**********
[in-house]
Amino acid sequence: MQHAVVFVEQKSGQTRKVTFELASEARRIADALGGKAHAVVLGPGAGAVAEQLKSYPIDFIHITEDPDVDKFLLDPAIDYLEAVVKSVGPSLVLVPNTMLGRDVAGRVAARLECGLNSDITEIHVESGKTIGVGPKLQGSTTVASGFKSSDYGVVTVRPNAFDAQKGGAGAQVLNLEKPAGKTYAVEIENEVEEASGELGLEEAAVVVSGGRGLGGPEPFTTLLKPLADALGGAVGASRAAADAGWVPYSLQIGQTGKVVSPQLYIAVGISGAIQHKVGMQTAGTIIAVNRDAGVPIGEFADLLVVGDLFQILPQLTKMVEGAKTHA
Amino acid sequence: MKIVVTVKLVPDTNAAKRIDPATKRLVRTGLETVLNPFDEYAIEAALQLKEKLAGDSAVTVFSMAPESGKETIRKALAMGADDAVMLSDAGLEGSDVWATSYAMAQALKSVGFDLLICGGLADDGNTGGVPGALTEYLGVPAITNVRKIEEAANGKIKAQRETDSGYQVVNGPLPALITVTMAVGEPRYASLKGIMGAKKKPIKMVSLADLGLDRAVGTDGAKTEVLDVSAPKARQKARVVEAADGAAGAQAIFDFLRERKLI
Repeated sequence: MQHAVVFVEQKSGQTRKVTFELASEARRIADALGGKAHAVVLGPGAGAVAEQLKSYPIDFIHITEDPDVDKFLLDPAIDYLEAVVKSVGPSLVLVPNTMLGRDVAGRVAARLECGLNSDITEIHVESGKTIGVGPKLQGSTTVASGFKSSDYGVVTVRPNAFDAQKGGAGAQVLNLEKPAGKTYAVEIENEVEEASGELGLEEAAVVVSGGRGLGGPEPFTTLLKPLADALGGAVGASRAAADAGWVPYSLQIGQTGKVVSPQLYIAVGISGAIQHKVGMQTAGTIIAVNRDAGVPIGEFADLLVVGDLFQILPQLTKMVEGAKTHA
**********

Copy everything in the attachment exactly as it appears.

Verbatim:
[in-house]
Amino acid sequence: MQHAVVFVEQKSGQTRKVTFELASEARRIADALGGKAHAVVLGPGAGAVAEQLKSYPIDFIHITEDPDVDKFLLDPAIDYLEAVVKSVGPSLVLVPNTMLGRDVAGRVAARLECGLNSDITEIHVESGKTIGVGPKLQGSTTVASGFKSSDYGVVTVRPNAFDAQKGGAGAQVLNLEKPAGKTYAVEIENEVEEASGELGLEEAAVVVSGGRGLGGPEPFTTLLKPLADALGGAVGASRAAADAGWVPYSLQIGQTGKVVSPQLYIAVGISGAIQHKVGMQTAGTIIAVNRDAGVPIGEFADLLVVGDLFQILPQLTKMVEGAKTHA
Amino acid sequence: MKIVVTVKLVPDTNAAKRIDPATKRLVRTGLETVLNPFDEYAIEAALQLKEKLAGDSAVTVFSMAPESGKETIRKALAMGADDAVMLSDAGLEGSDVWATSYAMAQALKSVGFDLLICGGLADDGNTGGVPGALTEYLGVPAITNVRKIEEAANGKIKAQRETDSGYQVVNGPLPALITVTMAVGEPRYASLKGIMGAKKKPIKMVSLADLGLDRAVGTDGAKTEVLDVSAPKARQKARVVEAADGAAGAQAIFDFLRERKLI
Repeated sequence: MQHAVVFVEQKSGQTRKVTFELASEARRIADALGGKAHAVVLGPGAGAVAEQLKSYPIDFIHITEDPDVDKFLLDPAIDYLEAVVKSVGPSLVLVPNTMLGRDVAGRVAARLECGLNSDITEIHVESGKTIGVGPKLQGSTTVASGFKSSDYGVVTVRPNAFDAQKGGAGAQVLNLEKPAGKTYAVEIENEVEEASGELGLEEAAVVVSGGRGLGGPEPFTTLLKPLADALGGAVGASRAAADAGWVPYSLQIGQTGKVVSPQLYIAVGISGAIQHKVGMQTAGTIIAVNRDAGVPIGEFADLLVVGDLFQILPQLTKMVEGAKTHA